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Dolphins' sleep being disturbed by noisy tourists, say researchers (VIDEO)


A dolphin just trying to get some sleep.


Michael Regan

Spinner dolphins in Hawaii are not getting a good day's rest say researchers in a new study.

The reason? Tourists sailing around the waters where they typically sleep during the daytime keep the animals awake due to noise pollution - or possibly their inherent desire to peform for onlookers.

Researchers at Duke University said that more quiet conservation areas are needed in places where dolphins sleep in order to let them rest.

“Using the maps produced through this study we can identify the bays where the effects of human activities on spinner dolphins should be monitored most closely, and where immediate conservation actions are required,” said co-author David Johnston, of Duke University’s Nicholas School of the Environment, reported Red Orbit.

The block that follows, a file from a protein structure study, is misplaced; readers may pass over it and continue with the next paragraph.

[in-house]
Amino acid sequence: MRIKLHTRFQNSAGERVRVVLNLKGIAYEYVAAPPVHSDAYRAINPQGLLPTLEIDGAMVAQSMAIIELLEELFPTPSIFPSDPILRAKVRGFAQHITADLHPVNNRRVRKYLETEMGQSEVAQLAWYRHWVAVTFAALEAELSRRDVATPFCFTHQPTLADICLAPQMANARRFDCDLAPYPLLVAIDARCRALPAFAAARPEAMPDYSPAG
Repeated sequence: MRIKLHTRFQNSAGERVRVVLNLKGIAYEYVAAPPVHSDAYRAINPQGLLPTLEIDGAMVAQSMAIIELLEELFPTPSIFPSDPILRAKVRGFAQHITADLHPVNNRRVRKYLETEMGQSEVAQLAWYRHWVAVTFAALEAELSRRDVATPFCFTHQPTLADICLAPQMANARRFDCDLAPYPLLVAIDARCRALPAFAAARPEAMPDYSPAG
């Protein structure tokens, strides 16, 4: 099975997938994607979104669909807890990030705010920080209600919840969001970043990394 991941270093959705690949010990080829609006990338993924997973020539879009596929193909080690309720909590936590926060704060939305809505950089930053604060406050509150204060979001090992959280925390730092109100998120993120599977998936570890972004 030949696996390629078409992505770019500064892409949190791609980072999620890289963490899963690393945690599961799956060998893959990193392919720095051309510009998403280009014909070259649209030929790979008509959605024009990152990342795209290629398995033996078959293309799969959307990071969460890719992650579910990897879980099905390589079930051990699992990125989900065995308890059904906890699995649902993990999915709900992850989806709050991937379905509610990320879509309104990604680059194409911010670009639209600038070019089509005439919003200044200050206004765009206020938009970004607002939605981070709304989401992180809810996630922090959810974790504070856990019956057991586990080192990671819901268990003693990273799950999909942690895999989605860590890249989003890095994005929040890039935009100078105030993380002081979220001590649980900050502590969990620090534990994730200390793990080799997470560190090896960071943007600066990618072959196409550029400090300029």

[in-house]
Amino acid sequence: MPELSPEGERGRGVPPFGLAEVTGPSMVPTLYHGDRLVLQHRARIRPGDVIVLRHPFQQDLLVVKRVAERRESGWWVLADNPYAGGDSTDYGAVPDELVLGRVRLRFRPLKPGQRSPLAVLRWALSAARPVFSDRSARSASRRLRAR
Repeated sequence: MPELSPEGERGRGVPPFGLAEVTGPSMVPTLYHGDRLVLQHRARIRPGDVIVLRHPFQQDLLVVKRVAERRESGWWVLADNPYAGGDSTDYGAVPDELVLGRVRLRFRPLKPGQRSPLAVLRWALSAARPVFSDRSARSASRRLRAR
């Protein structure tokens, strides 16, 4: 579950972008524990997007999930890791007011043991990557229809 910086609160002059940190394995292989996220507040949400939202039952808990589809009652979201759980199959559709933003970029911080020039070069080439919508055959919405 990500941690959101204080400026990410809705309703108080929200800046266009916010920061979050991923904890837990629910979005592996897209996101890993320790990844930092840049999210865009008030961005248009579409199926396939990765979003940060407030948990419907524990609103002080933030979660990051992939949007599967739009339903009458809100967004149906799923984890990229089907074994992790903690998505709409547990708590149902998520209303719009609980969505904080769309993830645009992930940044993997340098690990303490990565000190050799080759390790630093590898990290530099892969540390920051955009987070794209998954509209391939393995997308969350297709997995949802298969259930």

Researchers said that a lack of sleep affects animals the same way as humans: decreased mental abilities, fatigue, irritability.

"Sleep is essential for most animals," said Johnston, reported NBC News.

"When deprived of their necessary 'zzzz's,' they gradually show a decreased ability to process information and remain attentive to environmental stimuli. In technical lingo, we call this a 'vigilance decrement.'"

According to Smithsonian, to combat the problem, researchers devised a map of bays along coastal Hawaii where sleepy dolphins siesta aimed at tour operators and sailors to alter their course.

Nobody likes a grumpy dolphin.

The research was published in the journal PloS One.